It seems the Holy Spirit shows no favoritism.

Love your neighbor…even other denominations | Matthew 22:34-40

Bet you never caught the context of this key verse….

Paul’s ministry thesis & maybe Theophilus’ identity? | Acts 28.23-31

We get a little deep into some reader-response literary criticism and biblical studies.

Preaching the Gospel to Christians | Romans 1:14-16

The Gospel. Is. Everything.

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See other Marginalia here. Read more about the series here.

#Marginalia Weekly Round-Up #1 [2/24-28/14]


Marginalia is a section of this blog dedicated to (mostly) short reflections, meditations, questions, and difficulties I have while going through my Bible reading plan. I generally post between 1 to 3 of these per day, which can be difficult to keep up with. To aid in helping people engage with these posts, every weekend I post a round-up of all of Marginalia posts that appeared during that week. This list is in biblical canonical order.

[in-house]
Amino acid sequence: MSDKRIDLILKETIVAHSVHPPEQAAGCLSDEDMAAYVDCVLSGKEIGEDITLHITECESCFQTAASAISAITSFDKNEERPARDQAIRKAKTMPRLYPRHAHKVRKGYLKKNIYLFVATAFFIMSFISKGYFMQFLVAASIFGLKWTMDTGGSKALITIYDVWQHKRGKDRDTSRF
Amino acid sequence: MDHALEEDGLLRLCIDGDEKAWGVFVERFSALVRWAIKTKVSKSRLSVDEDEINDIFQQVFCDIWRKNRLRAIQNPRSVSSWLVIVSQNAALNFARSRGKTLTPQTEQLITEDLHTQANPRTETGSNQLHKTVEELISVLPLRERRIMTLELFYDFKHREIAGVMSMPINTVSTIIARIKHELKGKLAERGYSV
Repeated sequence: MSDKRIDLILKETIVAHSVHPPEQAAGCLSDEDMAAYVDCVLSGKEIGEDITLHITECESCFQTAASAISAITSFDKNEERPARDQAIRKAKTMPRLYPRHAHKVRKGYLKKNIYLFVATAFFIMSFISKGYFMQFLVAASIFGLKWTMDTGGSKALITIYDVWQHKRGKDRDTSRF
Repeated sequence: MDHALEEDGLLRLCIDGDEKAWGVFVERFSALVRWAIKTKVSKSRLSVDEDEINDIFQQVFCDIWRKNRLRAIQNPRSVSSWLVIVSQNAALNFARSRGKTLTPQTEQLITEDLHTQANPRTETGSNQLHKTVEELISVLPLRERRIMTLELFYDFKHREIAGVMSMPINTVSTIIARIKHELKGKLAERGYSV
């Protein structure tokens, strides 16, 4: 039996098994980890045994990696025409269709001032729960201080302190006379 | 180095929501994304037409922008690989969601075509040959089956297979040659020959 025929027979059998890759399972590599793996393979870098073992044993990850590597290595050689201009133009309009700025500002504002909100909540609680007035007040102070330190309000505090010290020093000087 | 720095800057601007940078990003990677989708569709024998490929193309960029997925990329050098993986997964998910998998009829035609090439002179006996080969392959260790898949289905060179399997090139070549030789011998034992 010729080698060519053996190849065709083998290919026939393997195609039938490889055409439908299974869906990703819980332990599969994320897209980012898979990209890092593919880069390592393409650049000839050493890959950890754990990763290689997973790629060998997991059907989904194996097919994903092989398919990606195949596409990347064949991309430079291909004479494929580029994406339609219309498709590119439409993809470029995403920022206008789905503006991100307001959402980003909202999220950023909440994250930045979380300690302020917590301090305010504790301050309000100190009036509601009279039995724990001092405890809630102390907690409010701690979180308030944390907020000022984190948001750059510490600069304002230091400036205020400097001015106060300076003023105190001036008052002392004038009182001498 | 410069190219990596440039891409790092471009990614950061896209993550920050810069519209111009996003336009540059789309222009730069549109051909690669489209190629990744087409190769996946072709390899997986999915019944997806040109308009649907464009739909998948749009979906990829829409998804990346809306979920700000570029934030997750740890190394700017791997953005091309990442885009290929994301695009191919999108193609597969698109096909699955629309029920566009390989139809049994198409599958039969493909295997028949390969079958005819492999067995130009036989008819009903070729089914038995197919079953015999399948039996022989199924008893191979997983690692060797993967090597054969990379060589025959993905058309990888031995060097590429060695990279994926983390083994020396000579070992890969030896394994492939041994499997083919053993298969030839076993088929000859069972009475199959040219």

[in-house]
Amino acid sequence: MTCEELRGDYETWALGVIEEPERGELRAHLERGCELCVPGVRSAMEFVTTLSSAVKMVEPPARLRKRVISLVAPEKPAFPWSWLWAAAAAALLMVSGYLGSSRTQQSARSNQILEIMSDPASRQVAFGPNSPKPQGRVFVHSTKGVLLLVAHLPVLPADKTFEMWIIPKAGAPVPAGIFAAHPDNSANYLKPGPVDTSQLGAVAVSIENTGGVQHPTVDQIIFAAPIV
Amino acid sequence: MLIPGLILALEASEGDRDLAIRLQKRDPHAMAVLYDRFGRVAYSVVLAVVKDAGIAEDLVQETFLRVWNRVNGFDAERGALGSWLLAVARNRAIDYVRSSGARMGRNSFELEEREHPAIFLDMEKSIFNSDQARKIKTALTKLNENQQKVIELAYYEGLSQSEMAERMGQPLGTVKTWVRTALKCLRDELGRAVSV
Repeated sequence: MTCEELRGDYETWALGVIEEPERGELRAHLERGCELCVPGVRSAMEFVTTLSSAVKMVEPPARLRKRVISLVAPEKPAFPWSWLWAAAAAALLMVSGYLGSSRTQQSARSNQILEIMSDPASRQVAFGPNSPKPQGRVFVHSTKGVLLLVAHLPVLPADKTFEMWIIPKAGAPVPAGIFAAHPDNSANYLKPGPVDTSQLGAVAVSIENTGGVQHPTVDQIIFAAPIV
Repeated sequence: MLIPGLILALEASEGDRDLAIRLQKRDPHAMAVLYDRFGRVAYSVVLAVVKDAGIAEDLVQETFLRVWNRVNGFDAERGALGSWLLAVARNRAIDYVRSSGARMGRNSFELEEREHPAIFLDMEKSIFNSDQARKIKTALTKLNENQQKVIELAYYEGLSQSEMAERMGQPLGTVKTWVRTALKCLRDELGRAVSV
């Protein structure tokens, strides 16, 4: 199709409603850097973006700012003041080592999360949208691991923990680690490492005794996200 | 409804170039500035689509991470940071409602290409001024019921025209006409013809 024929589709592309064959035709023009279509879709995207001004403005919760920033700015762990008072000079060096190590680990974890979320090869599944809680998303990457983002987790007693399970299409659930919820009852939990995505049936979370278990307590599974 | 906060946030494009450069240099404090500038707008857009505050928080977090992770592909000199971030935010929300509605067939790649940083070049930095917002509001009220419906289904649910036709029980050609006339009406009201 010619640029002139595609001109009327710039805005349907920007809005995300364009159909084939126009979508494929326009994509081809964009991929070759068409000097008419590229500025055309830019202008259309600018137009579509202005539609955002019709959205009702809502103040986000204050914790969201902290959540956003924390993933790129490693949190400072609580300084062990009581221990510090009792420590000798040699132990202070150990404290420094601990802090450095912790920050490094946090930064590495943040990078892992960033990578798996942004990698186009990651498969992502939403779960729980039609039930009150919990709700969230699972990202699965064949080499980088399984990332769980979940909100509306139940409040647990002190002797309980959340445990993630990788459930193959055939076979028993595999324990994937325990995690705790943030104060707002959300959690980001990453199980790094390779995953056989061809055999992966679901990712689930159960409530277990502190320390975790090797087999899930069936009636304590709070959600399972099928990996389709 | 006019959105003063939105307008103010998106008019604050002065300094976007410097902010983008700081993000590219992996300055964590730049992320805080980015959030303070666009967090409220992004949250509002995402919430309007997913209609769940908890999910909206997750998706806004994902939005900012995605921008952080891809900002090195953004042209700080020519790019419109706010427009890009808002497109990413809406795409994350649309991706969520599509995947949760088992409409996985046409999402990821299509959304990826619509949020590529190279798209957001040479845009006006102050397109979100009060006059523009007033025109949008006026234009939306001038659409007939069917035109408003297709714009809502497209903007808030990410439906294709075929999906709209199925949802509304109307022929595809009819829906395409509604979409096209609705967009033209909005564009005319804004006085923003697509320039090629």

Death & Life; Names & Vows | Genesis 3.20-21

Adam names Eve only after the Fall. Why?

Noah, Prophecy, & the Comfort of the Earth | Genesis 5.28-29

Noah’s name is interestingly prophetic…

Abraham’s son Ishmael was part of Covenant! | Genesis 17.23-27

This blew my mind. I’m still trying to work through the implications.

Abraham almost loses his son & he worships?! | Genesis 22.13-14

This is why Abraham was the Father of our faith. I couldn’t do it.

Insecurity Leads to Fasting? | Ezra 8:21-23

On sin and spiritual discipline.

Male Headship & Societal Injustice | Esther 1:17-22

A longer one (also part of our Women in the Church series). Some lessons for our Complementarian friends from the book of Esther.

Universal Intimacy: The Beautiful Transition | Matthew 11:25-39

This is what Christian Universalism looks like.

What Draws Out Jesus’ Compassion? | Matthew 15.32

It might not be what you think.

Women at the Cross | Matthew 27:55-54

The Gospels really make an effort to highlight the women. Why?

Who Sent Whom? | Acts 13.2-4

Beautiful words about God’s work through us.

The Good News changes, the Good News gifts | Acts 20.32

The proclamation has got a lot to it.

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See other Marginalia here. Read more about the series here.

Introducing Marginalia: a new part of this blog


schrott-bibles-paul-coffee

I’ll be honest. It’s been years since I’ve been able to find a way to regularly read the Bible that sticks and works for me. To be frank, readings plans usually don’t work for me because I get bored. Depending on the plan, you’re either stuck in the same book for long stretches of time or you’re jumping around so much that you lose the sense of the whole.